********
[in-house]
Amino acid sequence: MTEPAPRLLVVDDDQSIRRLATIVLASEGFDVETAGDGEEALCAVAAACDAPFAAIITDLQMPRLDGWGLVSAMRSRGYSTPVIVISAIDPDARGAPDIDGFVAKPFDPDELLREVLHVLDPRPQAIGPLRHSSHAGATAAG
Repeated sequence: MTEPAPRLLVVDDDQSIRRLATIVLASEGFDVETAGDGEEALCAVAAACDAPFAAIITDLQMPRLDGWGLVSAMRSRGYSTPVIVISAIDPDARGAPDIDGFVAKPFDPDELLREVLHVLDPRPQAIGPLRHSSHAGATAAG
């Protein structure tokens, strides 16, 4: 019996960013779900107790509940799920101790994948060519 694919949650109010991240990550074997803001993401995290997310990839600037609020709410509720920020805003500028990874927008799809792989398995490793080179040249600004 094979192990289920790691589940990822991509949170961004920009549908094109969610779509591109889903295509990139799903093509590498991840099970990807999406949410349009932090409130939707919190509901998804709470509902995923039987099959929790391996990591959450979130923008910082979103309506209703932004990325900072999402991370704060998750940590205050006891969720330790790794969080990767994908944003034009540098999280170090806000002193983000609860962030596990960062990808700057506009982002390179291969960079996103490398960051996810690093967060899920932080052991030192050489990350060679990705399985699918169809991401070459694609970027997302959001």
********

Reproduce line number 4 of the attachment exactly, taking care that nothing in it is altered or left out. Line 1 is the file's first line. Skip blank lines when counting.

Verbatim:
């Protein structure tokens, strides 16, 4: 019996960013779900107790509940799920101790994948060519 694919949650109010991240990550074997803001993401995290997310990839600037609020709410509720920020805003500028990874927008799809792989398995490793080179040249600004 094979192990289920790691589940990822991509949170961004920009549908094109969610779509591109889903295509990139799903093509590498991840099970990807999406949410349009932090409130939707919190509901998804709470509902995923039987099959929790391996990591959450979130923008910082979103309506209703932004990325900072999402991370704060998750940590205050006891969720330790790794969080990767994908944003034009540098999280170090806000002193983000609860962030596990960062990808700057506009982002390179291969960079996103490398960051996810690093967060899920932080052991030192050489990350060679990705399985699918169809991401070459694609970027997302959001």